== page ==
We put these resources on a blog that was made especially for the purpose of students teaching skills and activities to others.
I wanted to know from the students what they thought of doing this kind of activity and if it was worth doing more of in the future.
It is interesting to see that most of the students chose the video rather than the Google Presentation. The video is more of an immediate response where as the presentation means taking the pictures then producing the resource with them.
It wasn't too hard to make the resource as they all know how to make videos using the iPads or make a presentation in Google.
The student who rated this at 2 made a video, and after talking to him, he did not find it easy to talk to the camera as he was drawing. He felt that his english was not clear enough.
It is good to see that my examples and the fact that I was there added to the ease of this activity.
It is interesting to note that talking to the camera was the reason why one student found this easy while it was the main reason that another student did not find this easy at all even though his confidence in the actual drawing activity is high.
I had a chat with the boys after they filled this form in for me to dig a bit deeper into what they were thinking. My feedback on this comes later in the post.
Not many of them did the analysis for me at the time, so I think some of the answers here are a bit of a "fib".... !!!! .. or maybe just a response to not having done it.
After chatting with the boys, the Year 13 students who have done DVC (graphics) with me for the past 2 years are the ones who got the least out of this activity in terms of their personal learning. I think this is fair enough as they are already confident in their use of isometric sketching as I have made them do it for 2 years!!
A mixed answer which is good. Some will use these, and these students are the ones who are new to DVC and have not had much experience in drawing in 3D. The others have much more experience so it is understandable that they will not use these for them selves at the moment.
After the boys had filled in this Google Form for me (and during for some of them), we had a really interesting chat about the feedback that they give to their teachers. One of them admitted that he tried to say what he thought the teacher wanted to hear. Another was unsure of what to put as he did not find the exercise useful, so I had to reassure him that it was honesty that I was after.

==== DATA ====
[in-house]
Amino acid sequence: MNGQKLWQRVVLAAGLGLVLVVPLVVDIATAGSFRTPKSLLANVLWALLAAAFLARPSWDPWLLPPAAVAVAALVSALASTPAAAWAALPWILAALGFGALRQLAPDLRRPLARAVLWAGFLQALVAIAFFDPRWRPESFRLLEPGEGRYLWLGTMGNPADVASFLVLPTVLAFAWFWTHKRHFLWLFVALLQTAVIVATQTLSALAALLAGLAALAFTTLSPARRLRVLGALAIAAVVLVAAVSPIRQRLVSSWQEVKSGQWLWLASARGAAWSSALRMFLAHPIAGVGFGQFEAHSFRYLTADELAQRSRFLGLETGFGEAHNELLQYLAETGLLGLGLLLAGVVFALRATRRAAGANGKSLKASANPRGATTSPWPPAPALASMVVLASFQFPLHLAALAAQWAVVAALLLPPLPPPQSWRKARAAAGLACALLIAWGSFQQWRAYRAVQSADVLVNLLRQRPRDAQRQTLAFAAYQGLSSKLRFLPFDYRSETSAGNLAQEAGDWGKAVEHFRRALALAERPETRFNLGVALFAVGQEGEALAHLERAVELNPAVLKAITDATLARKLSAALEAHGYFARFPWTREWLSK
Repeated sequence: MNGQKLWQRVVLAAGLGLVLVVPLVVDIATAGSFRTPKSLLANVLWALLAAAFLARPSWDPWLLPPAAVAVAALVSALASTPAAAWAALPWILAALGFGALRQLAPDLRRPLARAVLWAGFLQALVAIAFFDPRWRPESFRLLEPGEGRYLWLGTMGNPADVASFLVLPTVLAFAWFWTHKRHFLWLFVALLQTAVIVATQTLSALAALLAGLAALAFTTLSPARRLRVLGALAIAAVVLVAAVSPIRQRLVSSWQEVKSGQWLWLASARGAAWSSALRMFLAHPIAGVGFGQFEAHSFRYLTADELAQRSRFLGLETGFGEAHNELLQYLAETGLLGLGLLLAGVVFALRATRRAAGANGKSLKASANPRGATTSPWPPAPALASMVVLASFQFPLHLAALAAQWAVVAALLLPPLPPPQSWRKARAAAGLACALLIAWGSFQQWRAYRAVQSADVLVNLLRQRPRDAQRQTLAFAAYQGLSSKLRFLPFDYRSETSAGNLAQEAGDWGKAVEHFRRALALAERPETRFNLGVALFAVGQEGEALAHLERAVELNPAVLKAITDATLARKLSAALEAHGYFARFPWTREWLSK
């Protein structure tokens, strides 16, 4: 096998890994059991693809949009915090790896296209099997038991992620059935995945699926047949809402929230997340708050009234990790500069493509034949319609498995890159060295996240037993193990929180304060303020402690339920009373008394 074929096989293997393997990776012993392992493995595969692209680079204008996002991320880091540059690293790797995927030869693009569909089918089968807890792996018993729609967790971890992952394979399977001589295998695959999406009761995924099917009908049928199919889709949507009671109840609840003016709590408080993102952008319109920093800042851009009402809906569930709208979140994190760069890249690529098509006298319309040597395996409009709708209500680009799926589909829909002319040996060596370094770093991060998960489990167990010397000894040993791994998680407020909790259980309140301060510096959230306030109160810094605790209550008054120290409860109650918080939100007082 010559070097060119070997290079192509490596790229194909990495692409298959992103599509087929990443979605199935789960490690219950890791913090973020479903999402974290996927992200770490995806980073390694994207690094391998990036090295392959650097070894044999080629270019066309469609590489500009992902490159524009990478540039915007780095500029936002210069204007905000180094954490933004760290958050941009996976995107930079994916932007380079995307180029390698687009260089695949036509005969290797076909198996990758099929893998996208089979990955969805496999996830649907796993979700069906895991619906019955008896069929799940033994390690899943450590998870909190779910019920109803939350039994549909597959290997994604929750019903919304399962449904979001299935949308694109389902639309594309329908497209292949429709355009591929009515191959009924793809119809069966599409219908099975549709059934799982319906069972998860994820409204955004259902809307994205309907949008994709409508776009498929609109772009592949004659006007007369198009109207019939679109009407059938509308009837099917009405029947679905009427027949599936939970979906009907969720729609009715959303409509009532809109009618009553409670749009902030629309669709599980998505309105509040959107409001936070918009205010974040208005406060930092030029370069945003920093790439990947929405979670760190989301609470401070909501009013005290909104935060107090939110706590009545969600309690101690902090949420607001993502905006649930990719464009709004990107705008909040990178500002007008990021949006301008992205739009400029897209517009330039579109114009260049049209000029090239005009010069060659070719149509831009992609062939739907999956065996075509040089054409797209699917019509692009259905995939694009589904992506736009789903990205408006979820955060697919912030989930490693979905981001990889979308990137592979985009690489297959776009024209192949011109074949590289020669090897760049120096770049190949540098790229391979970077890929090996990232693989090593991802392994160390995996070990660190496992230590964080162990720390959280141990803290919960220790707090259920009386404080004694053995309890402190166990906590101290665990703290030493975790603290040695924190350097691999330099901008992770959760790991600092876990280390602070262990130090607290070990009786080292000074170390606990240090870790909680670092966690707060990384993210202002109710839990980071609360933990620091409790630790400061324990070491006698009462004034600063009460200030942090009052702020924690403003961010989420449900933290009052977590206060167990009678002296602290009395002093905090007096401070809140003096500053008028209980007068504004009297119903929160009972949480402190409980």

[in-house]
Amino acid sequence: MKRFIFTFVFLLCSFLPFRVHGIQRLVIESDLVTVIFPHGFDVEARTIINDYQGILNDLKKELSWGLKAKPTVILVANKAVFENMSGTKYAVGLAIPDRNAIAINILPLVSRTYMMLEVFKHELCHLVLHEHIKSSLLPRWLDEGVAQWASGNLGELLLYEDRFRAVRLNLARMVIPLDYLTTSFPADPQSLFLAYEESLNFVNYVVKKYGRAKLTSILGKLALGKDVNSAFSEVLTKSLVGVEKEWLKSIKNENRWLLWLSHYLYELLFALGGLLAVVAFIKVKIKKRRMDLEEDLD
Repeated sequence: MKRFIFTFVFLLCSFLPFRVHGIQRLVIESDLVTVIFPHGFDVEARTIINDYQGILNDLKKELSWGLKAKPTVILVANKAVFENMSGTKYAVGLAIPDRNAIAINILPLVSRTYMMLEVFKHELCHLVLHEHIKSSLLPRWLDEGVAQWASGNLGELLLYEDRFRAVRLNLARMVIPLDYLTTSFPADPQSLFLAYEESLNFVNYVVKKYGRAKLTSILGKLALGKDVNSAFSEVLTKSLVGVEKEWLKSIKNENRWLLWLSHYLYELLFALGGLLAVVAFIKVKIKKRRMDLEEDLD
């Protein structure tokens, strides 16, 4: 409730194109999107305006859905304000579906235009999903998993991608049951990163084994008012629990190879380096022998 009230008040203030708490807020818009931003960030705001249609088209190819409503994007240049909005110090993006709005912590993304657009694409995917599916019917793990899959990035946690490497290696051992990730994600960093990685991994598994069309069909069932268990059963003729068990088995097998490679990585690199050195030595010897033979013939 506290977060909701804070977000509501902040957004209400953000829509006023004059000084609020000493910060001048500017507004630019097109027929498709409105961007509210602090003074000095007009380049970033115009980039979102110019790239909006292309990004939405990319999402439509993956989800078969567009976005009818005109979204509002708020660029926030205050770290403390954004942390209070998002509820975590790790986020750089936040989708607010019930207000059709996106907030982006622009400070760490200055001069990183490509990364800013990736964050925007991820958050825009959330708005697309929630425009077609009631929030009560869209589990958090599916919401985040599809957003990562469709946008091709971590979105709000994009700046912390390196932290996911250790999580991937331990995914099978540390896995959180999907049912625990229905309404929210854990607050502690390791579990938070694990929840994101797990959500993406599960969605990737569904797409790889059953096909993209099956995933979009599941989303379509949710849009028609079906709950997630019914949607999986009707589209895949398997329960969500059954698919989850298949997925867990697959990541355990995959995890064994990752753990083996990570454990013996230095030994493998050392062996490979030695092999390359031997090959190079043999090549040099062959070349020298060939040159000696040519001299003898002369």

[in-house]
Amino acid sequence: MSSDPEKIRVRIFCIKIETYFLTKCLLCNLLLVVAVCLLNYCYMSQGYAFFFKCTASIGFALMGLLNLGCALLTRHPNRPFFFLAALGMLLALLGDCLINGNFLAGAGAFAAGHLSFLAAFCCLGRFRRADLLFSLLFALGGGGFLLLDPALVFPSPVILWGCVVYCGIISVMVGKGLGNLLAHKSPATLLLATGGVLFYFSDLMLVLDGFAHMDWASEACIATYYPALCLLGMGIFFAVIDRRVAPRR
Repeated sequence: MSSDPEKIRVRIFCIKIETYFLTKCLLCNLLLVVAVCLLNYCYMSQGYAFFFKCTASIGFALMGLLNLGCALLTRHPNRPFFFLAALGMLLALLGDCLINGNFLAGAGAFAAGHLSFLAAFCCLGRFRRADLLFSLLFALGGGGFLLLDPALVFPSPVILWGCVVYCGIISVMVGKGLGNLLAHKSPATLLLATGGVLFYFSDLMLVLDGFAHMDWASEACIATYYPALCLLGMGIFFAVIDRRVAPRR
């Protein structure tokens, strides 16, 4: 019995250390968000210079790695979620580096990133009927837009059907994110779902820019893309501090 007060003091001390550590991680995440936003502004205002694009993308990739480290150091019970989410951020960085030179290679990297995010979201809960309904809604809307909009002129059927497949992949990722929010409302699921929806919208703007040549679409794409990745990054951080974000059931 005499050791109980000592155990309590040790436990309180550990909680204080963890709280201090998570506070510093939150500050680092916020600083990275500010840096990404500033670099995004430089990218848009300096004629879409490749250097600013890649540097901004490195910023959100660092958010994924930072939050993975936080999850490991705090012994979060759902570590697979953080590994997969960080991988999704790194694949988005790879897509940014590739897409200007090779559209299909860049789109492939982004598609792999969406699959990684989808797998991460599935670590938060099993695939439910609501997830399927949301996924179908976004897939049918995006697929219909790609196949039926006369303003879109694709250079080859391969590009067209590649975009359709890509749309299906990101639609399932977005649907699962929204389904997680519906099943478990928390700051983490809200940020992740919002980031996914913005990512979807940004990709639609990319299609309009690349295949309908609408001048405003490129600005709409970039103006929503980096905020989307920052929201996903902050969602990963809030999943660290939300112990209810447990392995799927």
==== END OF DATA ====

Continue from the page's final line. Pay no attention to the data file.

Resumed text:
I tried to stress with them that when teachers (laying emphasis on me at this point as it was me asking them for feedback at the time) ask them for feedback, it is to improve how the course was going. If something is not to their liking they need to say so on the feedback or they cant help things change and get better.
I used the example of last year, when 2 Year 12 boys gave me feedback that they didn't like the fact that I made the whole group research Art Deco instead of giving them a choice. The upshot of that was them helping me to design the Level 2 course for this year.
This then led to a conversation particularly with the student who had given me the most negative feedback.
He is a really good artist. He does Art at Level 3 too as well as DVC and doesn't feel the need to do drawing exercises like this to remind him of what to do. He did not like talking on camera while making his video as he does not feel confident about his language ability.
I asked him if he would feel better about it if he was making skills videos for the younger students, like the Year 9 and 10 classes. Again, he was not keen, with his reasons still being the talking on camera. When I gave him the suggestion of a silent video (or with music in the background) with written subtitles explaining what was happening, he was very keen. As I continue to use the blog we made for the students to use to remind themselves of skills, I will be asking him to make resources for the junior students to use.
It is great that a bit of potentially "negative" feedback has brought about a great conversation and a possible direction to go in in the future.